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The first beers to sell out at beer festivals often contain fruit or have the word chocolate in them. Has anyone else noticed this? Walking around GBBF on Thursday evening and seeing stuck-on sold out signs over lots of different beer names it became more obvious: Cherry Blonde, Chocolate and Vanilla Stout, Grapefruit Beer, Blueberry Bitter, Chocolate Cherry Mild (a double-whammy right there), Raspberry Wheat and Triple Chocoholic.

While some people at beer festivals (any beer festival, anywhere) know the difference between a UK and US IPA, know their brown ales from their porters, the wheats from the wits, I think many beer festival goers are just there because they couldn’t resist the big sign outside that says ‘Beer Festival’ and it’s an excuse to drink a lot. Most of them probably don’t even drink real ale as their everyday pint. They probably don’t even like it.

Seeing 100 different beers around a room is therefore pretty daunting. What shall we order first? Having beers with cherry, chocolate, blueberry or blackcurrant in them gives drinkers a point of reference which they know and understand and so feel more comfortable ordering them. There’s also an assumption that it’ll be sweet and fruity rather than dry and bitter, which is an attraction to someone new.

I know when I first went to beer festivals I’d scoop up these beers first and never did a beer with cherry in its name get by me; I didn’t enjoy bitter beers much so these fruity options suited me well. We would also always work up to the strongest beer there, though we’d often get there too late and miss out. So along with fruit and chocolate, the strong ones also empty quickly. Is this so that people can tell their mates on Monday that “I drank I pint of beer that was 8%!”?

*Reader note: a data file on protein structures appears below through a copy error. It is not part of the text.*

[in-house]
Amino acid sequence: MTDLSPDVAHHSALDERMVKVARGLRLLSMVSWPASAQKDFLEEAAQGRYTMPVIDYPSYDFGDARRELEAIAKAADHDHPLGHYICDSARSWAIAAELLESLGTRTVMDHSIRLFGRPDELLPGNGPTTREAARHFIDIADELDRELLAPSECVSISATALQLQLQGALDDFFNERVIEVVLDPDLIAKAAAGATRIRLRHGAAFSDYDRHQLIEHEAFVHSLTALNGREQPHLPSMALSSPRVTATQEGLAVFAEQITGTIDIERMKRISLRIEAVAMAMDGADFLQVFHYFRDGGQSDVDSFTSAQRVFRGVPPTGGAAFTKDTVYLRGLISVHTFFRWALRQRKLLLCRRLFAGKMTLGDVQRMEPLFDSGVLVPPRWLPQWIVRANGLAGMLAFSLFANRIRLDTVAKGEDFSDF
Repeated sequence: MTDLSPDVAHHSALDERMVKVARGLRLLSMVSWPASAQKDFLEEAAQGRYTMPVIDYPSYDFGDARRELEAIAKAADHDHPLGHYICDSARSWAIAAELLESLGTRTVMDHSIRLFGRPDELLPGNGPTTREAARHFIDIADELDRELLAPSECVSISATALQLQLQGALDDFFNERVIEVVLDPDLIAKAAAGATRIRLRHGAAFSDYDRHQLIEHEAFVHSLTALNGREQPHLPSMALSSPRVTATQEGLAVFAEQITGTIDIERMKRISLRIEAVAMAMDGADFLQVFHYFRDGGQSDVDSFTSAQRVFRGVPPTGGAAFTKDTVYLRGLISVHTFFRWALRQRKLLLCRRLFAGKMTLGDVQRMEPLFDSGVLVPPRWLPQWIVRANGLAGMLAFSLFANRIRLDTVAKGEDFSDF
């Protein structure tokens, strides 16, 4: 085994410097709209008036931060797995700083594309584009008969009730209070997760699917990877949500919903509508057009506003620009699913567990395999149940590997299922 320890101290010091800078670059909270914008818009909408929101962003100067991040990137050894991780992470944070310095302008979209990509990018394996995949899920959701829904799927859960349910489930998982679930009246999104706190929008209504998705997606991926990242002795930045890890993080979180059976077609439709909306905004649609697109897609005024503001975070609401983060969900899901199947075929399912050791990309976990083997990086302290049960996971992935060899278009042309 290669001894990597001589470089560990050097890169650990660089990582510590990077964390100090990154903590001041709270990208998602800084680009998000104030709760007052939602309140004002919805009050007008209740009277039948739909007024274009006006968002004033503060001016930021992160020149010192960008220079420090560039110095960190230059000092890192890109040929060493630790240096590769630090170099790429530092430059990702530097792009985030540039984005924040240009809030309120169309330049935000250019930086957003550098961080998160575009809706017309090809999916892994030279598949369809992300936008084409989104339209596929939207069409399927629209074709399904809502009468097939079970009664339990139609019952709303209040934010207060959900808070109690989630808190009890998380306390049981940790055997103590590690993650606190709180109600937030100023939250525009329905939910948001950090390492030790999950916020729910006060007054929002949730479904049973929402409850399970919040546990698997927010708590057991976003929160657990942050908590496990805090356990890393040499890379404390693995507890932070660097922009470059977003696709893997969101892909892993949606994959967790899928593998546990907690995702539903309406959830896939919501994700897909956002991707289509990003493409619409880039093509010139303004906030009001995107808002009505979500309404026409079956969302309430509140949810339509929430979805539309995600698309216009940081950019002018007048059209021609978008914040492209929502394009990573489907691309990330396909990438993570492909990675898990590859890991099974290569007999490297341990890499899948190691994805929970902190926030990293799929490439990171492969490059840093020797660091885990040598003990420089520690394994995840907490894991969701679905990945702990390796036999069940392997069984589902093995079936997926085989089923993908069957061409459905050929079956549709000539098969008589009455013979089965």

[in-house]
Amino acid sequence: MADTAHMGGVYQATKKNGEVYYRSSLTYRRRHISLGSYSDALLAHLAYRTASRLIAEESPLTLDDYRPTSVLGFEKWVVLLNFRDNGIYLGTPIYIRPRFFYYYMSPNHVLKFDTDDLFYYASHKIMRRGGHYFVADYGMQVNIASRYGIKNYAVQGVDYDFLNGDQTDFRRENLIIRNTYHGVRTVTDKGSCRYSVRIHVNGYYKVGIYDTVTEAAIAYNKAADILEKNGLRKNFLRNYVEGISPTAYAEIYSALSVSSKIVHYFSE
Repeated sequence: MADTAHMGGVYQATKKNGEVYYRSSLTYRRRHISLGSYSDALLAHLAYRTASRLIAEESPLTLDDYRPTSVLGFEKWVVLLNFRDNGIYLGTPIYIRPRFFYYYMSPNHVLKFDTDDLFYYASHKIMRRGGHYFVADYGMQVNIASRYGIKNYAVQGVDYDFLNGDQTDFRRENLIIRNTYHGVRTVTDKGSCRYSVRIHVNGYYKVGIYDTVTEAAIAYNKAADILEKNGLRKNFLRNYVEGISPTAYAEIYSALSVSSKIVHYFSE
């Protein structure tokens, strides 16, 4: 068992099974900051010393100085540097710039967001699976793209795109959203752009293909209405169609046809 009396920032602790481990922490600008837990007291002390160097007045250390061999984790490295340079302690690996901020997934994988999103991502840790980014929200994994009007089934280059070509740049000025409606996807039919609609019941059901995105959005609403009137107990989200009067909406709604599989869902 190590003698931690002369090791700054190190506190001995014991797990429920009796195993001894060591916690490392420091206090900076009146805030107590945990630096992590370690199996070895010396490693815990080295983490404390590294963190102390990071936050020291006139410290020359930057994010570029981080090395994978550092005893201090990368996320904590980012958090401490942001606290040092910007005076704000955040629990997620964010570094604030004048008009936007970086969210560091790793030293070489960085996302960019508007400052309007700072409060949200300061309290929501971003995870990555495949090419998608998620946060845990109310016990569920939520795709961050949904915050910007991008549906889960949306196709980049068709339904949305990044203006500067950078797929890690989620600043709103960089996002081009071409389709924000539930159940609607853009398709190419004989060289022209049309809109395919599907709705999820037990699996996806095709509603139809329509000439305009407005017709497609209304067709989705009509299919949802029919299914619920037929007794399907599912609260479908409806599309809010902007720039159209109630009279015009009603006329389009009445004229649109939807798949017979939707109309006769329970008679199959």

I hardly ever order beers with fruit in their name anymore (usually because if it doesn’t say IPA or Hops in the name then I don’t order it), probably because the idea of an extract or syrup puts me off, though I definitely see the appeal and if I had a brewery then a cherry chocolate mild (rich and silky and chocolatey and just livened with a kiss of cherry extract – gorgeous!) would be high up the to-brew list.

Fruit, chocolate and the strongest beers usually sell quickly at beer festivals. They are approachable starter beers or bragable big ones. If these beers attract new drinkers then that’s a good thing because hopefully after their fruity fill they will try a few other beers at the festival or on the bar and maybe find that one beer that changes their drinking direction forever.

Are there any really good beers made with fruit in the UK? What are the top chocolate brews? (Saltaire’s Triple Chocoholic is good but I can only manage a half). Do you order them or stay clear of them?

Did you know that Wells & Young’s Banana Bread Beer actually contains fresh bananas? How about that. I’ve also just read Patrick McGovern’s Uncorking the Past and there is such a thing as banana wine. Banana wine! If I remember rightly it was mentioned on the same page as a sausage tree. A sausage tree! Imagine my excitement when I read that.